Non-Presumptive Agent Orange Illness Claims
Information on obtaining benefits in Non-Presumptive Agent Orange illness claims. In the VA benefits world, over a dozen serious conditions have a presumptive Agent Orange connection. Generally, Veterans with one of these conditions need only show service in the Vietnam theater between 1962 and 1975, a current diagnosis of a listed condition, and at least a 10% impairment rating.
In many cases, the Veteran’s service record and the results of a C&P examination (“C&P”) may be sufficient. That is probably true even if the Veteran only spent a few months in Vietnam and the C&P was largely inconclusive. The presumed service- connection is that strong.
However, even if your Agent Orange illness is not on the presumed list, benefits may still be available. Your VA benefits lawyer must simply work a little harder to build a solid claim. Available disability benefits for a 100% disability start at $3106.04/mo and can be more with dependents and Special Monthly Compensation, along with free VA medical care.
Obtaining Benefits for Non-Presumptive Agent Orange Illnesses
Bladder cancer, hypothyroidism, strokes, and early-onset peripheral neuropathy are four of the most common non-presumptive Agent Orange conditions. Although there is substantial evidence linking these conditions to Agent Orange exposure, the VA insists that the link is too tenuous. Many people speculate that the VA simply does not want to spend the money necessary to add these conditions to the presumed list.
To obtain benefits in non-presumptive cases the claimant must present sufficient evidence to overcome the no-link presumption. This evidence usually includes:
- Direct Exposure: In presumptive Agent Orange claims, simply being in-country or offshore is usually sufficient. But in non-presumptive claims, such ambient exposure may not be enough. The Veteran’s service record must normally include time at an installation where Agent Orange was used.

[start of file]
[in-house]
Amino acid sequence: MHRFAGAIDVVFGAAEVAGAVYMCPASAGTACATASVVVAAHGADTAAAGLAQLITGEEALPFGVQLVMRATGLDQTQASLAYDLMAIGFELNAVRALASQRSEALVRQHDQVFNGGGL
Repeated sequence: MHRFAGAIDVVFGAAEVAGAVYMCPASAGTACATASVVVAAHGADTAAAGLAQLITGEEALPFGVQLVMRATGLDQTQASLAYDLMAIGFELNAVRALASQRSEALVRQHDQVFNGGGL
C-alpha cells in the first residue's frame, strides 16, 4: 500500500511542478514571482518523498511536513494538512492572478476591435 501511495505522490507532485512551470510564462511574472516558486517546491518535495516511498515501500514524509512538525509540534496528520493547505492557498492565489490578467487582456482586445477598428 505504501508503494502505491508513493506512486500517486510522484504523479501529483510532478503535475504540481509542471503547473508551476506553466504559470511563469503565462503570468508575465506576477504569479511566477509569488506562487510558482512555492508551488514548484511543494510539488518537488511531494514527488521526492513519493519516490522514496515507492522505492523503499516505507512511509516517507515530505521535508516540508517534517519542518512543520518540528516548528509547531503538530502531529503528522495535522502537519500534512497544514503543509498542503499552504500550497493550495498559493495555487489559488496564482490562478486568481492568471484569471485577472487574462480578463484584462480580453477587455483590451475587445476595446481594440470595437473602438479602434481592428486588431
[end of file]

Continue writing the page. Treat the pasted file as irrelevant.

- Current Disability: This prong is probably the easiest one to prove. The minimum level is a 10% disability. If the Veteran’s disability rating exceeds this threshold, that is even better.
- Medical Evidence: A peer-reviewed study in a respected medical journal normally establishes a scientific connection. This study must explain how the researchers arrived at the conclusion. Additionally, the Veteran’s medical records must normally include a doctor’s statement confirming the Agent Orange link.
The list of presumptive illnesses is a lot longer than the non-presumptive lists. VA benefits are relatively easy to obtain if the Veteran served in Vietnam during the relevant period and suffers from a disability due to chloracne, soft-tissue sarcoma, non-Hodgkin’s lymphoma, porphyria cutanea tarda, Hodgkin’s disease, certain respiratory cancers (lung, bronchus, larynx, or trachea), multiple myeloma, prostate cancer, early-onset peripheral neuropathy, type 2 diabetes mellitus, chronic lymphocytic leukemia, AL amyloidosis, ischemic heart disease, chronic B-cell leukemia, and Parkinson’s disease.
What to Expect in a VA Disability Claim
If the claimant has a presumed disability, the VA normally approves benefits, at least in principle. However, claims examiners often contest the extent of disability and therefore the amount of benefits. Additional medical evidence is oftentimes useful in establishing entitlement to increased ratings. Moreover, lay testimony often sheds light on the condition. For example, a friend could testify about how the Veteran’s weakness from heart disease affects their daily activities.
Evidence is also key in a non-presumptive claim. However, even if the evidence is rather compelling, claims examiners routinely deny these applications. At a subsequent administrative hearing, an attorney can introduce evidence, make legal arguments, and challenge evidence. As a result, the Veteran has a much better chance of obtaining benefits.
Contact Dedicated Attorneys
Even if your Agent Orange illness is not on the presumed list, substantial benefits may be available. For a free consultation with an experienced Veterans disability lawyer, contact Cameron Firm, PC at 800-861-7262 or fill out the contact box to your right. We are here to represent Veterans nationwide.
This article is for educational and marketing purposes only. It does not create an attorney-client relationship.